Two lanes cut into one, just before the busiest intersection in town. They are doing roadwork, and it seems to be taking forever.
As much as possible, I avoid the area. It’s preferable to drive an extra ten minutes around than to sit and crawl along with the backed-up traffic.
But the part that made my blood boil, that no amount of yoga or breath training could calm away, was watching while drivers raced past in the right lane and nosed their way in. I sat in my self-righteousness, seething at their ignorance, their arrogance. Getting angrier by the minute as they jumped ahead of the line.
Then I found out I was wrong.
We were supposed to use both lanes, supposed to follow along and then take turns merging into one lane. But I, like most of the drivers in this place, figured I should get into the left lane as early as possible to ensure my spot.
At first, I was indignant. How else could it be navigated, how else could the traffic actually move along?
But then I sat with it, with my wrongness. And something surprising happened: Instead of holding onto the anger, I let it go.
I still avoid the area when I can. I still get into the left lane as early as possible (after all, it’s what most drivers here are doing), but now, instead of riding the bumper ahead of me, closing the gap for anyone seemingly cutting the line, I let them in.
And I let go.
I hope you find some ease in life’s traffic jams, some right in the wrongs. I hope you let go.
We’ve recently returned from a fun but busy trip to Orlando. We managed five parks in six days, and hit almost every ride we had on our to-do list. It was both exhilarating and exhausting.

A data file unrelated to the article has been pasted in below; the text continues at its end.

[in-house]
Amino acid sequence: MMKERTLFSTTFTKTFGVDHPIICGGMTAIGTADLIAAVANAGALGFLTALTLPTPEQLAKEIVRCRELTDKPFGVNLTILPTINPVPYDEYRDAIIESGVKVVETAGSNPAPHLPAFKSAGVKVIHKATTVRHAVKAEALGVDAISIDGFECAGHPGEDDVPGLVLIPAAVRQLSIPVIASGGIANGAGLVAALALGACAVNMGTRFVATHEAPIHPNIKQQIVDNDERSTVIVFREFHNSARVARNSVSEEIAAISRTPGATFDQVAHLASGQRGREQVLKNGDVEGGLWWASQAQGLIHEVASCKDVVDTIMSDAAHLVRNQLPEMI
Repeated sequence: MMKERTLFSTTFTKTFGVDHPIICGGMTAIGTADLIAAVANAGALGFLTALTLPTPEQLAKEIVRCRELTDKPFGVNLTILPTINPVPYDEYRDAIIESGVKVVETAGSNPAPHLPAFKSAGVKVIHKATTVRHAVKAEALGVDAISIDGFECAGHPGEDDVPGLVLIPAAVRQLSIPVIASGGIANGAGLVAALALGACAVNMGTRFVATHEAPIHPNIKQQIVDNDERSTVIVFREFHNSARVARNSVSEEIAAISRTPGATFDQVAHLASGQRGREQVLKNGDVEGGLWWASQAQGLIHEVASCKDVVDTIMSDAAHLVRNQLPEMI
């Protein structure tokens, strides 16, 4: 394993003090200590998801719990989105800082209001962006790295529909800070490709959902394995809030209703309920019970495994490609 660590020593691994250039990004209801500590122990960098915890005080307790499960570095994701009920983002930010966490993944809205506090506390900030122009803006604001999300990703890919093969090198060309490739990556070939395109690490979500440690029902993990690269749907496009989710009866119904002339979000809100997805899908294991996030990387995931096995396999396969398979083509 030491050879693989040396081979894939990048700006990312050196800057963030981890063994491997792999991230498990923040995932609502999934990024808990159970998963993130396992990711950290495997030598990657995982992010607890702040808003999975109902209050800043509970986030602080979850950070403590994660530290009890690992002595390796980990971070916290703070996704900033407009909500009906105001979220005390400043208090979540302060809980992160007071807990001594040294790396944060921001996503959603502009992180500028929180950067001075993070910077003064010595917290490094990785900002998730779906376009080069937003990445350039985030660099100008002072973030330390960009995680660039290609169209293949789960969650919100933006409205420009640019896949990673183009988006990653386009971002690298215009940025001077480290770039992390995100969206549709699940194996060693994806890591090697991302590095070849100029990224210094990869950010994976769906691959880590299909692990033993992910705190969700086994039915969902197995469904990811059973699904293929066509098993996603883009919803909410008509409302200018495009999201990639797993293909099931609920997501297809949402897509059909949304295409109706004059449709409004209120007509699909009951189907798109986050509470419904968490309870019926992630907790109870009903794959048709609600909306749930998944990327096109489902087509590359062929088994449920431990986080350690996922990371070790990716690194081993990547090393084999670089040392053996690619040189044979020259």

I had brought my camera with me, hoping to take lots of pictures. I had visions of capturing endless details at the parks, palm trees and tropical plants. In reality, I only took it to two parks, and it was a challenge to capture decent shots in the crowds and the harsh sunlight.
On our first evening, however, I did manage these shots around the pool at our rental house. The late golden light reflected in the water made for some creative captures.
It’s been some time since I’ve posted. I seem to have gotten out of the habit of updating my blog sometime around the craziness before Christmas.
Since I took a few pictures while I was in NB over the holidays, I thought I’d go back a bit and share some of them with you. These were taken in my parents’ backyard; it snowed nearly every day I was there.
How did I not know that lakes could have shellfish?
Living in the Maritimes for my entire life until this point (save a spell in Japan a number of years ago), I honestly thought shellfish only came from the sea. Sitting on the beach at Sandbanks National Park this summer, though, I discovered broken pieces of shells amid the sand.
And here, on a rocky shoreline, were these shiny pink clam shells.
It is hard to believe that something so pretty can be so poisonous.
Along many roads in Ontario, wild parsnip grows abundantly. We’ve warned the children about it, reminded ourselves to keep an eye out when we walk among plants. Now, these golden weeds are drying out for fall. Their starburst-like shape makes for pretty pictures, and I can’t resist photographing them (although you can be sure I keep my distance!).
I will always miss the coastlines of New Brunswick, but there is plenty of inspiration in Ontario.
In fact, being in a new place is providing for many photo opportunities. Especially when you keep your eyes open.
There are several spots to pull off Bath Road outside Kingston to enjoy the view of the lake. Not only the lake drew my eye, though. Even the curved guardrail along the road can make for a great photo.